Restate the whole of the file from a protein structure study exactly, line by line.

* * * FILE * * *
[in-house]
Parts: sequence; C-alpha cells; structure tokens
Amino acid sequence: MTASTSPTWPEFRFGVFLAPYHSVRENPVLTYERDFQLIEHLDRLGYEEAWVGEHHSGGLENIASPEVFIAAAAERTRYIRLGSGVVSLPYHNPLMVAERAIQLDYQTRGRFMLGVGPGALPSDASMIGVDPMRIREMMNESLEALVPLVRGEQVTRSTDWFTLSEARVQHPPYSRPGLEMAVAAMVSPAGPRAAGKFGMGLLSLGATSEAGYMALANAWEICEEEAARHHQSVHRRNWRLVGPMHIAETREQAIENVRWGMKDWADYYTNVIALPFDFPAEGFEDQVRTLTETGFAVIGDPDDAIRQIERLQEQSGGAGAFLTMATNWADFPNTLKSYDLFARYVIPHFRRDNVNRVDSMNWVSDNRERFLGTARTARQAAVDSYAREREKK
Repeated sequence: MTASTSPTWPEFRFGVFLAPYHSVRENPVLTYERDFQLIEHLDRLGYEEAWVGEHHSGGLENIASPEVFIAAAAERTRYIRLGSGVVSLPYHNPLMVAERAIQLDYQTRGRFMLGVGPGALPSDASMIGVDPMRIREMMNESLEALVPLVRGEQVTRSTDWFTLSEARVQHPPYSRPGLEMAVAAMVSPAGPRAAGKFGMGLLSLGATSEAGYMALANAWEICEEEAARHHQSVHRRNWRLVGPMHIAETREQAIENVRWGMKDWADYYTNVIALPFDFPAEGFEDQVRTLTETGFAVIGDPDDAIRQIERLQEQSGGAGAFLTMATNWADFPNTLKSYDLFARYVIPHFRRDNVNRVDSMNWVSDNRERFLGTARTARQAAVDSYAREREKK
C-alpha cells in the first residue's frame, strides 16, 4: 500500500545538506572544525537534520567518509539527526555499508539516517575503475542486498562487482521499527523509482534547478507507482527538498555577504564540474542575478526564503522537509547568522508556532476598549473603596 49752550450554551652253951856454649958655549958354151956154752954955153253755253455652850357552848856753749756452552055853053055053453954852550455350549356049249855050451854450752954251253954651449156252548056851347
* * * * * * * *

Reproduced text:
[in-house]
Parts: sequence; C-alpha cells; structure tokens
Amino acid sequence: MTASTSPTWPEFRFGVFLAPYHSVRENPVLTYERDFQLIEHLDRLGYEEAWVGEHHSGGLENIASPEVFIAAAAERTRYIRLGSGVVSLPYHNPLMVAERAIQLDYQTRGRFMLGVGPGALPSDASMIGVDPMRIREMMNESLEALVPLVRGEQVTRSTDWFTLSEARVQHPPYSRPGLEMAVAAMVSPAGPRAAGKFGMGLLSLGATSEAGYMALANAWEICEEEAARHHQSVHRRNWRLVGPMHIAETREQAIENVRWGMKDWADYYTNVIALPFDFPAEGFEDQVRTLTETGFAVIGDPDDAIRQIERLQEQSGGAGAFLTMATNWADFPNTLKSYDLFARYVIPHFRRDNVNRVDSMNWVSDNRERFLGTARTARQAAVDSYAREREKK
Repeated sequence: MTASTSPTWPEFRFGVFLAPYHSVRENPVLTYERDFQLIEHLDRLGYEEAWVGEHHSGGLENIASPEVFIAAAAERTRYIRLGSGVVSLPYHNPLMVAERAIQLDYQTRGRFMLGVGPGALPSDASMIGVDPMRIREMMNESLEALVPLVRGEQVTRSTDWFTLSEARVQHPPYSRPGLEMAVAAMVSPAGPRAAGKFGMGLLSLGATSEAGYMALANAWEICEEEAARHHQSVHRRNWRLVGPMHIAETREQAIENVRWGMKDWADYYTNVIALPFDFPAEGFEDQVRTLTETGFAVIGDPDDAIRQIERLQEQSGGAGAFLTMATNWADFPNTLKSYDLFARYVIPHFRRDNVNRVDSMNWVSDNRERFLGTARTARQAAVDSYAREREKK
C-alpha cells in the first residue's frame, strides 16, 4: 500500500545538506572544525537534520567518509539527526555499508539516517575503475542486498562487482521499527523509482534547478507507482527538498555577504564540474542575478526564503522537509547568522508556532476598549473603596 49752550450554551652253951856454649958655549958354151956154752954955153253755253455652850357552848856753749756452552055853053055053453954852550455350549356049249855050451854450752954251253954651449156252548056851347